When candidates attack

Published 12:00 am Sunday, November 5, 2006

Negative literature does more to confuse than inform voters

By Sarah Light, staff writer

Mudslinging. Criticism. Negativity.

The voting population has received a lot of it this election season on local and state levels.

But come Tuesday, will these advertisements be effective, or do they just confuse voters?

Political science professor Fred Slocum of Minnesota State University-Mankato said ads that focus on personal details of an opponent are more likely to turn voters off.

&8220;I think there&8217;s some evidence that attack ads tend to shrink and demobilize the voters,&8221; Slocum said.

That is conditional, though, based on how much the attack ads control the campaign, he said.

But what do voters think?

Evie Cunningham of Clarks Grove said this is the first time she has really wanted to vote in an election but that because of the negative advertisements, she is having a difficult time deciding who she will vote for.

She said she doesn&8217;t like the candidates who pull these type of advertisements into their campaigns.

&8220;I think it&8217;s ridiculous,&8221; Cunningham said. &8220;It makes me not want to vote at all. I want to know what they stand for, not what they think about their opponent.&8221;

Bruce Owens of Albert Lea said he wished the candidates would talk more about their knowledge of state or national problems instead of their opposing candidate.

He said he can see where negative advertisements would frustrate voters and he wishes the candidates would talk more about their solutions for the issues.

&8220;I&8217;m glad when Wednesday comes,&8221; Owens said. &8220;I&8217;ve kind of quit listening to them. I&8217;ve made up my mind who I&8217;m going to vote for.&8221;

Response from candidates and political parties

Jessica McIntosh, communications spokesperson with the Minnesota DFL party, said the ads sent out from the DFL Party, specifically opposing Republican House candidate Matt Benda, are not personal attacks.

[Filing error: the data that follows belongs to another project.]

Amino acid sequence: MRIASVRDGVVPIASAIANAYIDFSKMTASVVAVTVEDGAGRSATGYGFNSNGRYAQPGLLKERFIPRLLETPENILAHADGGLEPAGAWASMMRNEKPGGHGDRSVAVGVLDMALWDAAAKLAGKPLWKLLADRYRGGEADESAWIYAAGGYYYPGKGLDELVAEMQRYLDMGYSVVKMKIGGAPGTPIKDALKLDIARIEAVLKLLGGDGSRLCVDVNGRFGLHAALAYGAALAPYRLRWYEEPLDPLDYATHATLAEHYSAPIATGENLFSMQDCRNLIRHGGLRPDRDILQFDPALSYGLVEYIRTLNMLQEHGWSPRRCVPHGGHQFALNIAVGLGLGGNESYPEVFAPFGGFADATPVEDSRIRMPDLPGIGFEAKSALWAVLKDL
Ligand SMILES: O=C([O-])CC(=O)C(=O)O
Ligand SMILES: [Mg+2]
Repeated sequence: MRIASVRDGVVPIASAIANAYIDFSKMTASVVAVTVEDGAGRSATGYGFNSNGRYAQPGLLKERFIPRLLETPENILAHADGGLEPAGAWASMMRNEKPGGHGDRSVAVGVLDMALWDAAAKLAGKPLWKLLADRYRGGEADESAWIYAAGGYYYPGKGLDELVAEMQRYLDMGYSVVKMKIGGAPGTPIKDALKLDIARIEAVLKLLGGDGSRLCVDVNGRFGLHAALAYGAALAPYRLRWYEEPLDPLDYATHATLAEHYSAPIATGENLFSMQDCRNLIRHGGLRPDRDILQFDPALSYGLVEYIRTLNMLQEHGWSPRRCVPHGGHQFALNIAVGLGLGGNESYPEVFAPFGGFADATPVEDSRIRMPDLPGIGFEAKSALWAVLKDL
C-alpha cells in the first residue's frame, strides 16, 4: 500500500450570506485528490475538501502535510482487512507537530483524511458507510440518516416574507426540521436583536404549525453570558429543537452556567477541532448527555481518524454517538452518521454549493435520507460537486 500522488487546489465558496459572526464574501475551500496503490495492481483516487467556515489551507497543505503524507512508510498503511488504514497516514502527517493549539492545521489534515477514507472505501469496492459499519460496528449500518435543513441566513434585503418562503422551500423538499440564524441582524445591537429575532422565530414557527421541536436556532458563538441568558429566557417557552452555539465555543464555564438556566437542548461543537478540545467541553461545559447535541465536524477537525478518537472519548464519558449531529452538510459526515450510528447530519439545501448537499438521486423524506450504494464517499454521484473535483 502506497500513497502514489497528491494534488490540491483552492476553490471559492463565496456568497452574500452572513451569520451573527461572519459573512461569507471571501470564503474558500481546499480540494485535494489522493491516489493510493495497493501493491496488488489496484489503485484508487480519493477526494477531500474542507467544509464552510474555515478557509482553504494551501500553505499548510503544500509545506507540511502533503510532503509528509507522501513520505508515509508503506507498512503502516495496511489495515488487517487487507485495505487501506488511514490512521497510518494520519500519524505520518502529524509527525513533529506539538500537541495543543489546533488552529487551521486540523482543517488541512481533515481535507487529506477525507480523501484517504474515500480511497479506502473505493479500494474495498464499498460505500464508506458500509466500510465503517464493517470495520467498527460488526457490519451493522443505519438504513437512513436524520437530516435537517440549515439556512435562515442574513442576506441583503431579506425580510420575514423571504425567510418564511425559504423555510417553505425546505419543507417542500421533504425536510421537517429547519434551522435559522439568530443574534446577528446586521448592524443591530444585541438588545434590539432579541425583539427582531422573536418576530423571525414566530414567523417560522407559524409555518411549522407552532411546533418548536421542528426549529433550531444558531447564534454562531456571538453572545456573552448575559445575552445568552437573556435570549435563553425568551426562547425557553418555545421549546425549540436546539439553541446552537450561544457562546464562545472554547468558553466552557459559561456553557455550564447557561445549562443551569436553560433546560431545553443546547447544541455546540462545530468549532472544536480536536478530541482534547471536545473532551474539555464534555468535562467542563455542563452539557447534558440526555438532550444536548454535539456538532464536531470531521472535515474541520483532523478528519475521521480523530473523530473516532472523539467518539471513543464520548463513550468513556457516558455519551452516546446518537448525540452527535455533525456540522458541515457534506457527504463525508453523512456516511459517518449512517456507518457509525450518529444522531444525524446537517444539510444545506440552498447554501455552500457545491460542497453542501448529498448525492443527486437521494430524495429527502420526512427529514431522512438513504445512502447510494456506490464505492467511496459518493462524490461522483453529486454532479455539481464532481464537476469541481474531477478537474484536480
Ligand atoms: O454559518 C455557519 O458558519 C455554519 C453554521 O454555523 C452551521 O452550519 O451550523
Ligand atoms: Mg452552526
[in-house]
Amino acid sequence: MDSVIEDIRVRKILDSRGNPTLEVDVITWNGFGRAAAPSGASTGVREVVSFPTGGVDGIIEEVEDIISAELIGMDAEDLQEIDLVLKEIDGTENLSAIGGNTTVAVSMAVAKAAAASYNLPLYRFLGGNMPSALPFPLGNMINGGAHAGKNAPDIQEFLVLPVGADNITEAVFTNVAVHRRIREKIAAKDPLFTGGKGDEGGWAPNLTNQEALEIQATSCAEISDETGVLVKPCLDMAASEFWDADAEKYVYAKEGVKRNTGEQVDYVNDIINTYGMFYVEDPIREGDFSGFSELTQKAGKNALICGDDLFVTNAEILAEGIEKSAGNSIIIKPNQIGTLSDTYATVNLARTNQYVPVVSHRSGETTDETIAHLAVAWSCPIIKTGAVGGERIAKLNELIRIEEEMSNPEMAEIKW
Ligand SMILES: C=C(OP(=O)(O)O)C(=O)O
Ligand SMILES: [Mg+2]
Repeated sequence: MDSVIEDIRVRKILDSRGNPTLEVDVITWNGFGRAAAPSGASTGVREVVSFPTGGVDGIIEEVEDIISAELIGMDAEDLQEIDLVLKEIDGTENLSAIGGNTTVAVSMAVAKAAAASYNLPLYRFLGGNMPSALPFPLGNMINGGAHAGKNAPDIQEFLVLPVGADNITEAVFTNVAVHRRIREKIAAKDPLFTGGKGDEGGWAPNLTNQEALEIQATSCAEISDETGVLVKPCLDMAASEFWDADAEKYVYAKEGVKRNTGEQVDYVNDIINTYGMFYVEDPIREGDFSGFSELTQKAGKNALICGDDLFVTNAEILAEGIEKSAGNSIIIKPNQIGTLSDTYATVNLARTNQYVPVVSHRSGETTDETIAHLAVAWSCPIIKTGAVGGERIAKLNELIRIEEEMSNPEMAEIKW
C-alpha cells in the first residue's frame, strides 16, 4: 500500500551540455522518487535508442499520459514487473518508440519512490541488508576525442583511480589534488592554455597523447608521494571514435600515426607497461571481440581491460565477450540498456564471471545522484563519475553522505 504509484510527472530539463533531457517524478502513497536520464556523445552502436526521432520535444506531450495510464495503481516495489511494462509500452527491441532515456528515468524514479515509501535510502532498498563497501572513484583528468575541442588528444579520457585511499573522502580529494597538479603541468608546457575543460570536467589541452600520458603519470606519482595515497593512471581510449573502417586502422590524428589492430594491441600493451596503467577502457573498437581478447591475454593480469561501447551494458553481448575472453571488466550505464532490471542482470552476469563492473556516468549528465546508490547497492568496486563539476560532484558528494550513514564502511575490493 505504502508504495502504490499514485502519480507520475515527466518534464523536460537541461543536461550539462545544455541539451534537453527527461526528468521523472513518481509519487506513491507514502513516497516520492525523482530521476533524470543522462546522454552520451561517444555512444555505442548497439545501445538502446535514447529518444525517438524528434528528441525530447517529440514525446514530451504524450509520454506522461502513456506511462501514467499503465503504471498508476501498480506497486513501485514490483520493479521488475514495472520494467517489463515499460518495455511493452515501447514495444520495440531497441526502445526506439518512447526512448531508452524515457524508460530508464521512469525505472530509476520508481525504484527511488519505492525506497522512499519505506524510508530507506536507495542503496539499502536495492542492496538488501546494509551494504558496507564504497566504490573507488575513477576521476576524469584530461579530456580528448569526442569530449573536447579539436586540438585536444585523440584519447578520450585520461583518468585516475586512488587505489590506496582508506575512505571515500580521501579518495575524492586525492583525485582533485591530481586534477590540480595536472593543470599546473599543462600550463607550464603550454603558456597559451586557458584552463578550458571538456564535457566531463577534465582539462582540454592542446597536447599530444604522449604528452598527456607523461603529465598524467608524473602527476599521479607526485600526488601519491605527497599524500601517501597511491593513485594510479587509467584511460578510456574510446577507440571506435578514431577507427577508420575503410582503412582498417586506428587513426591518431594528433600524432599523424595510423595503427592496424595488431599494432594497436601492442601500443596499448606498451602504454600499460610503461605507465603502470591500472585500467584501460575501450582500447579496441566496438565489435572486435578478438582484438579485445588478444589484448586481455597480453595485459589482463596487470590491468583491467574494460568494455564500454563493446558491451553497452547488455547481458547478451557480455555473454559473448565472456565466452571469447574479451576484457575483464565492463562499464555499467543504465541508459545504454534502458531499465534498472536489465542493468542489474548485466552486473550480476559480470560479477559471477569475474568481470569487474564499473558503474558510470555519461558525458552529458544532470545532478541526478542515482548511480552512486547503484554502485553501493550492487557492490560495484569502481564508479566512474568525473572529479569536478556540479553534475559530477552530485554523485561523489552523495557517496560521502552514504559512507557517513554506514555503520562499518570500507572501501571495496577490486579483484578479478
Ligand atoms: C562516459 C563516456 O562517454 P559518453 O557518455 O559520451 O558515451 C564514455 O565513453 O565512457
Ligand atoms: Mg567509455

&8220;There&8217;s absolutely nothing dirty about these ads,&8221; McIntosh said. &8220;We&8217;re not saying anything about a candidate they haven&8217;t already said about themselves.&8221;

She said the ads are sent out to help voters make an informed decision come Election Day.

Benda, who has called at least three press conferences in response to the fliers, said during his latest conference on Thursday that it is clear that people are tired of negativity in Minnesota.

Benda and his opponent, DFLer Robin Brown, made a pledge at the start of election season to run a clean campaign.

He said he would continue to run a positive campaign until the end of the race and asked that voters take the time to study the issues and then make an informed decision.

Rep. Dan Dorman, who was also at the conference, said it&8217;s OK to talk about the issues of a campaign but that when parties take something and twist it, it goes too far.

&8220;I think it&8217;s time we sent a message that that kind of campaigning has no place,&8221; Dorman said.

He called the fliers a &8220;low&8221; effort designed to distort information.

He said Brown either is unable to have influence in her party and ask them to stop the ads or that she doesn&8217;t care about the ads. He&8217;s never seen a candidate&8217;s wishes not be respected by the party, he said.

Slocum said he could speculate why candidates parties sometimes do not listen to their requests.

&8220;Perhaps the candidates are vague in their requests to the parties; therefore, the parties are interpreting the restraints very narrowly,&8221; he said.

In an interview Friday, Brown said she requested the DFL headquarters to keep the campaign clean.

She said she knows that her opponent and Dorman know she has nothing to do with the fliers and that she has kept her pledge to run a clean campaign.

&8220;I know that people don&8217;t like it, and I don&8217;t like it,&8221; she said. &8220;I feel they&8217;re absolutely wrong. I have never campaigned that way.&8221;

When Benda has called press conferences to discuss the negative ads, he is, in a sense, bringing negative attention toward her in a different way, she said.

It is unfortunate that these fliers have had to become such a large issue when people are really more interested in discussing issues, Brown said.

Greg Peppin, director of the Minnesota House Republican Campaign Committee, said as far as Republican House campaigns go, he knows the party is strongly opposed to personal negative attacks on people.

&8220;Generally it&8217;s insulting to the voters&8217; intelligence. It&8217;s not productive; it doesn&8217;t work,&8221; Peppin said.

Voters are usually looking for a more substantive take on the candidate&8217;s issues instead, he said.

Peppin said he couldn&8217;t comment on the Senate campaigns. A Senate media spokesperson could not be reached to comment.

In the race for state Senate between Sen. Dan Sparks and George Marin, the Tribune came across one ad sent out by the Minnesota Family Council against Sparks.

When asked about his role in the advertisement, Marin said he was not aware of the ad until it arrived at his house just like it would for other voters.

&8220;I did not know anything about it,&8221; he said. &8220;Nobody asked me my opinion on it, so that is just a piece on the Senator&8217;s record as far as I&8217;m concerned.&8221;

He said the flier was not sent out by his campaign or his party.

The Minnesota Family Council and Sen. Dan Sparks could not be reached for comment.

So have the ads this season worked?

Voters and candidates will find out Wednesday.